Coal Trains - For quite sometime CSX delivered coal to Ravena, NY. The Lafarge North America plant on Route 9W (see below), required a lot of coal in its former kilns. In 2015, due to environmental concerns, the plant converted its kilns to a cleaner process which involved much less coal. The coal house down near the former train station subsequently was abandoned and later converted into a motorcycle shop.

But careful sleuthing online of aerial and topo maps reveal vestiges. Sadly, much "in-the-field photographic documentation" would involve extensive traipsing through the woods on private and industrial property. Fortunately in South Bethlehem, I was able to find an impressive remnant (see below).
Remnants of the original West Shore spur north to Albany are visible in a Google Aerial
Acme Mapper Topo reveals the abandoned West Shore mainline
 (supplanted by the Selkirk Yard Construction)


How many folks have ridden the New York State Thruway and wondered what the heck this strange thing is?
Google Street View
This is a covered conveyor belt that connects the Hudson River to a huge cement plant more than a mile away. The operation is owned by Lafarge, often cited as the largest construction materials company in the world. The quarry site for the cement plant—a bit further inland—is connected with an additional conveyor belt which goes through the hillside. 

Here's view of the second conveyor which we passed under heading north.


Well no railroad-oriented tour of the Ravena area is complete without a visit to the Selkirk Yards! My tour guide Michael was eager to show me the yards and luckily the gates were open on Sunday for a quick drive through. Stretching from Beckers Corners to Feura Bush it was built by the New York Central Railroad and opened in 1924. Now it is part of CSX Transportation and is its major classification yard for the northeast. The yard can process over 3,200 cars per day!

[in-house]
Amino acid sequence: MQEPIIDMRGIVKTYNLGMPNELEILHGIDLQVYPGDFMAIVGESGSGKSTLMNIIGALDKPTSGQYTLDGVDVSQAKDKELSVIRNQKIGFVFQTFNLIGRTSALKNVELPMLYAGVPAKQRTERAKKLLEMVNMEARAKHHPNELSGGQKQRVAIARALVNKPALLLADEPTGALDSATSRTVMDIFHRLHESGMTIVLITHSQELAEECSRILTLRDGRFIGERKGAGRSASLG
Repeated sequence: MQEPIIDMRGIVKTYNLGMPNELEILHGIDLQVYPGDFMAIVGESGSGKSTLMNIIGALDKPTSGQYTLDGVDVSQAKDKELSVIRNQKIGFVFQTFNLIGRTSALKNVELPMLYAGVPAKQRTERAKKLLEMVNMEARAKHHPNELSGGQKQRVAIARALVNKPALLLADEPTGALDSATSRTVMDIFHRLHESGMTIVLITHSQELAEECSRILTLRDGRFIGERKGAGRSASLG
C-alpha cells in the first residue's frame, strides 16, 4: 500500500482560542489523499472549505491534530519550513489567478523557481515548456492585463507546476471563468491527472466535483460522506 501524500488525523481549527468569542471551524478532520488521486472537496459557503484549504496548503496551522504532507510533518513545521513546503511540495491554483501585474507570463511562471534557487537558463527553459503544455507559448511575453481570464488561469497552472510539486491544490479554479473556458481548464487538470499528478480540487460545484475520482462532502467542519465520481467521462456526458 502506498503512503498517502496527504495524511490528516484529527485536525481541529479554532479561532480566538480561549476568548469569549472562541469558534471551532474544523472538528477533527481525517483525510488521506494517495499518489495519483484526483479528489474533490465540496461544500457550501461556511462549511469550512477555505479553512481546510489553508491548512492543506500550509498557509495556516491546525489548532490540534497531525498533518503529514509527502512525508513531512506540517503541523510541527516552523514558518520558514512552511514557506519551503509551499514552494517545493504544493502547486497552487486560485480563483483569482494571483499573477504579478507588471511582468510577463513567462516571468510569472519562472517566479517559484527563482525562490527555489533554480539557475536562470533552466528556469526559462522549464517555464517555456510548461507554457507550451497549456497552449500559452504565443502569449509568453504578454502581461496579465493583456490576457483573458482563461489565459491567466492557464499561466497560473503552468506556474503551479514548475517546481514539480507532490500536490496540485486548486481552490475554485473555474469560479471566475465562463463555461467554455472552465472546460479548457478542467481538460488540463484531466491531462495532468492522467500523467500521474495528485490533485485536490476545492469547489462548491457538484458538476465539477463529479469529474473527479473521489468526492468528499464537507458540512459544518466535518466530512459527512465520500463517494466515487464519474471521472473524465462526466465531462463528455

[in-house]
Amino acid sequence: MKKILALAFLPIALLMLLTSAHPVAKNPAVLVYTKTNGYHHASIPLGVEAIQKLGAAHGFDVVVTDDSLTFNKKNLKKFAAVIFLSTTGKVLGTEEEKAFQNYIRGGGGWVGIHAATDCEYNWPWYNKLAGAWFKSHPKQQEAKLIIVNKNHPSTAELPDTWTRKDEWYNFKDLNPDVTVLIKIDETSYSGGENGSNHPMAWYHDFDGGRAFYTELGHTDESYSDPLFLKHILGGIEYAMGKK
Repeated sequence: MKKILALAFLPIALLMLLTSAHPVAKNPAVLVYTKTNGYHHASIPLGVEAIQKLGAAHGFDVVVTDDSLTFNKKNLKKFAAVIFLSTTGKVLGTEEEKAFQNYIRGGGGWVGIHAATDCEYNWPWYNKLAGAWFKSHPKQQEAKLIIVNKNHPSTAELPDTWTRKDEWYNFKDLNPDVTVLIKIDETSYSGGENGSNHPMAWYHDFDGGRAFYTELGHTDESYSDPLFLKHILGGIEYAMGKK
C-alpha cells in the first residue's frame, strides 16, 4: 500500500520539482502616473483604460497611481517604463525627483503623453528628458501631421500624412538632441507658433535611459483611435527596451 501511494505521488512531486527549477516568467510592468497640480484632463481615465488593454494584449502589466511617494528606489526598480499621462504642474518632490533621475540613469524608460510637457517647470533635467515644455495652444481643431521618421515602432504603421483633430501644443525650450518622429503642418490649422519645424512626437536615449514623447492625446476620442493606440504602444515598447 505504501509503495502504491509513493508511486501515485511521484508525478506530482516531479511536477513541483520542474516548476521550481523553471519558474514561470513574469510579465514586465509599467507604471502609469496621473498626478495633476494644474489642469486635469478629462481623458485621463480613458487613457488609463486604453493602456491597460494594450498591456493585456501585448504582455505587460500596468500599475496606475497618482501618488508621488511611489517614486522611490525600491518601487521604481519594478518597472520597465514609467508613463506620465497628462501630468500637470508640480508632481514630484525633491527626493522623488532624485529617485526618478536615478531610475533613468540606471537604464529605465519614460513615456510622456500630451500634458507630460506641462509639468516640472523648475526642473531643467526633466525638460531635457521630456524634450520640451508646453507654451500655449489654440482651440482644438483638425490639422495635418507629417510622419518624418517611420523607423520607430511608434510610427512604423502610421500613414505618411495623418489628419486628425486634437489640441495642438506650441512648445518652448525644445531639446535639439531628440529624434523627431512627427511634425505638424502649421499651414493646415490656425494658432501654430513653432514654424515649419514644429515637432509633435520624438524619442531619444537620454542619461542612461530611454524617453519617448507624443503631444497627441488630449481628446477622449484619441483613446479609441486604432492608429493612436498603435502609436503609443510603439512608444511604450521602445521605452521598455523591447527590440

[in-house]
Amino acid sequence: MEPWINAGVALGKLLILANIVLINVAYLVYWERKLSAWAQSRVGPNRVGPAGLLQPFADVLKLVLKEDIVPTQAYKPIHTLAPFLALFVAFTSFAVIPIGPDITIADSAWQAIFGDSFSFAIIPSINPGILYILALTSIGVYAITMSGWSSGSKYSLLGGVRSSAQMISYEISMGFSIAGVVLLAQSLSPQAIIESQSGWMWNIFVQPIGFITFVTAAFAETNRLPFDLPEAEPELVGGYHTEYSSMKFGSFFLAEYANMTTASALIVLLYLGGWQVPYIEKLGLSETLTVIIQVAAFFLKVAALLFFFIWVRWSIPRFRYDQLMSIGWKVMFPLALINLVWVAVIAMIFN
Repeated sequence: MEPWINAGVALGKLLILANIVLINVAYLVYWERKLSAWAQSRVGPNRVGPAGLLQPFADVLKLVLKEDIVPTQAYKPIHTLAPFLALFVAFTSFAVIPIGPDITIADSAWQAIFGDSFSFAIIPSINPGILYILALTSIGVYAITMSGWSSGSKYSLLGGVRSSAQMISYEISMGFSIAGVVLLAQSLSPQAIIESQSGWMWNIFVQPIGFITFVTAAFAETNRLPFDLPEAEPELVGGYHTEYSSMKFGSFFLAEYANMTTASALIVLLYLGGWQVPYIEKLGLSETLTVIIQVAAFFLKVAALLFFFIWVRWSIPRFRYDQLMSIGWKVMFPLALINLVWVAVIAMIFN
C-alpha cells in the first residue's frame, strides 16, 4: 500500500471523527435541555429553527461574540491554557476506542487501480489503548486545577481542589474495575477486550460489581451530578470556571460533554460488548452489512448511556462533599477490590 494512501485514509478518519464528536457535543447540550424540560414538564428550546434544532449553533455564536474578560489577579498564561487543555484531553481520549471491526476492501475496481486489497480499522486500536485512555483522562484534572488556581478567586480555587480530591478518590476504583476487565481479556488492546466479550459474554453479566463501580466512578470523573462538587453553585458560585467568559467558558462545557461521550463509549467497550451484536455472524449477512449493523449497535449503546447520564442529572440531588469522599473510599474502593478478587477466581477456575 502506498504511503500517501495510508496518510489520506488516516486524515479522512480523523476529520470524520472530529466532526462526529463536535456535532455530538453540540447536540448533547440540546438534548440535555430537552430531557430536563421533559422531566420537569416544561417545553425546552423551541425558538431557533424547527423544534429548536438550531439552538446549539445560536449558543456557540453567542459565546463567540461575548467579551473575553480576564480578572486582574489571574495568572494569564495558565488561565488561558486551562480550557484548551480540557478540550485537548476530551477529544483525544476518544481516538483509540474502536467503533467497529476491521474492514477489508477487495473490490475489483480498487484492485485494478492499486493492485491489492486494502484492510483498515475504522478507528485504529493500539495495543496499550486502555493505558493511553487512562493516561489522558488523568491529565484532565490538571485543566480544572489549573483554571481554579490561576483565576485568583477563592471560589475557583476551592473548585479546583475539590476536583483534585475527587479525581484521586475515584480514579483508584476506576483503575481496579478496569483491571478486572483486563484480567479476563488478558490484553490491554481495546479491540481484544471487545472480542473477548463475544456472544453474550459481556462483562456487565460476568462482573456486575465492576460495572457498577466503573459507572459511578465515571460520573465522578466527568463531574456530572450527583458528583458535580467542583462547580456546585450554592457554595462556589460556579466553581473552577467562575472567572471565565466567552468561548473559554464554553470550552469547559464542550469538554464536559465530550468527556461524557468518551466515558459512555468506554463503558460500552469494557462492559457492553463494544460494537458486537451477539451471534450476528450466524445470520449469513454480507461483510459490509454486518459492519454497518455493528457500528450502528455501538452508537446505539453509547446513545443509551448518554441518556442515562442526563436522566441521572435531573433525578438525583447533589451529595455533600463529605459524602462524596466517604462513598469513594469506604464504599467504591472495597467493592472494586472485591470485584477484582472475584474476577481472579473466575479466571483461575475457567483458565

Source: Google Maps Aerial
View from the 9W bridge looking east
When's the last time this was traversed?
Those double-decker freight cars are for transporting automobiles
The yards still encompass an extensive area

South Bethlehem

Finally after parting company with Michael, I drove up to South Bethlehem, determined to find the former West Shore RR abutment I saw on Google Street View.

Sure enough there it was! It is probably much easier to discern in the winter months...
Note - Kind of hidden but in  the center of the photo is the north shore abutment
Just south of the former river crossing, an abandoned set of buildings gives no hint to the extensive quarrying behind them...
Google Street View
Google Aerial
Apparently there was a spur here at one time...

By the cemetery on Bridge Street is where the ROW emerged...


Before returning to Connecticut I drove up to North Bethlehem to check out the mountain biking park.

Further Info

Port of Coeymans

Local Railroad Info


  1. Excellent write up Rich!!! I can't believe you compiled and published all this in just 24 hours. It was my pleasure to show you around, you taught me a lot about our great area. Thank you for making the trip, and the permission to share this great account of the history of the Ravena area.

  2. Thanks Michael and Anne - It was a pleasure as well for me. Hope sharing this info will propel the town into more historical renovations, etc.

  3. I had an uncle who for several years lived in Rotterdam, very near the old S&HRRR roadbed. That end of the right-of-way has a power line along it. The first time I visited the neighborhood, back in the '80s, I crossed under the power line and the trajectory southward made me think, "Hmmm. This was a railroad bed." Later --- much later --- I found out I was right. Just north of that spot, the ROW emerges from a thicket and roughly parallels the CSX main for a short distance. I'd love to return there; I think I recall seeing a very old, derelict telegraph pole still more or less standing along the tree line.